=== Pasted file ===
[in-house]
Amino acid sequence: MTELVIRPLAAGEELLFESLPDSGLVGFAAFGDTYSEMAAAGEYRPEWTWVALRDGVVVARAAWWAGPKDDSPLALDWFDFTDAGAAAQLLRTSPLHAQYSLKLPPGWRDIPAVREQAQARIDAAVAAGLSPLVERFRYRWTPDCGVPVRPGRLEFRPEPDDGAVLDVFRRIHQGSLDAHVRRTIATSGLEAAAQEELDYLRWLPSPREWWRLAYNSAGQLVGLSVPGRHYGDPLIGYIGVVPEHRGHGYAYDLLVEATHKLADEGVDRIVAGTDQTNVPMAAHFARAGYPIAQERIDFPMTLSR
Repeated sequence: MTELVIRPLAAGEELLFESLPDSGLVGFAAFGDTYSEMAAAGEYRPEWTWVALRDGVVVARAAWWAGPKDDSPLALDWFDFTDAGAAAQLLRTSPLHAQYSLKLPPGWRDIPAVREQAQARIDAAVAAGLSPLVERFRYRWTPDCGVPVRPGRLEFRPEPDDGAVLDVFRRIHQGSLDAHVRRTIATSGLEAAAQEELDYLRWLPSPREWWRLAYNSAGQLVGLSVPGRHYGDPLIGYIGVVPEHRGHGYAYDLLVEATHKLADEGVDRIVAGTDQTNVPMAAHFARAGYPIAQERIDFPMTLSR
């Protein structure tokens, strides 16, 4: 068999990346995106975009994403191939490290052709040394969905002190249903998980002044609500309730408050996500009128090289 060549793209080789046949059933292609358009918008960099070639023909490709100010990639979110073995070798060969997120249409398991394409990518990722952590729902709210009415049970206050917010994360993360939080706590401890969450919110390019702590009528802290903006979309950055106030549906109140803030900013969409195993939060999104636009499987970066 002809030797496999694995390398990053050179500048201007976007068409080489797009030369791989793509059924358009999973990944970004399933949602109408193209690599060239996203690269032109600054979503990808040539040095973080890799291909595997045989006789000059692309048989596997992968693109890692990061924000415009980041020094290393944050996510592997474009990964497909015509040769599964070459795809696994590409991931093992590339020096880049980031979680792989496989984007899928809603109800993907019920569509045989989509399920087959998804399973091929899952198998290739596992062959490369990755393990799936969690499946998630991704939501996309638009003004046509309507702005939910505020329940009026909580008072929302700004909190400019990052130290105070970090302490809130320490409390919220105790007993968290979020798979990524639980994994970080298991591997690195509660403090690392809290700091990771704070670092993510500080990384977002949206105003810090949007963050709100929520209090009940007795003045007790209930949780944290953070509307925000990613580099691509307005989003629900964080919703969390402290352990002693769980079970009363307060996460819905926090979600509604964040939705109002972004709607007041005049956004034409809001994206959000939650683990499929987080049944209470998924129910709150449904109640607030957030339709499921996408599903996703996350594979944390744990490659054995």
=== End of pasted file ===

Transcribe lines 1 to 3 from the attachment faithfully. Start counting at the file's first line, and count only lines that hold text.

[in-house]
Amino acid sequence: MTELVIRPLAAGEELLFESLPDSGLVGFAAFGDTYSEMAAAGEYRPEWTWVALRDGVVVARAAWWAGPKDDSPLALDWFDFTDAGAAAQLLRTSPLHAQYSLKLPPGWRDIPAVREQAQARIDAAVAAGLSPLVERFRYRWTPDCGVPVRPGRLEFRPEPDDGAVLDVFRRIHQGSLDAHVRRTIATSGLEAAAQEELDYLRWLPSPREWWRLAYNSAGQLVGLSVPGRHYGDPLIGYIGVVPEHRGHGYAYDLLVEATHKLADEGVDRIVAGTDQTNVPMAAHFARAGYPIAQERIDFPMTLSR
Repeated sequence: MTELVIRPLAAGEELLFESLPDSGLVGFAAFGDTYSEMAAAGEYRPEWTWVALRDGVVVARAAWWAGPKDDSPLALDWFDFTDAGAAAQLLRTSPLHAQYSLKLPPGWRDIPAVREQAQARIDAAVAAGLSPLVERFRYRWTPDCGVPVRPGRLEFRPEPDDGAVLDVFRRIHQGSLDAHVRRTIATSGLEAAAQEELDYLRWLPSPREWWRLAYNSAGQLVGLSVPGRHYGDPLIGYIGVVPEHRGHGYAYDLLVEATHKLADEGVDRIVAGTDQTNVPMAAHFARAGYPIAQERIDFPMTLSR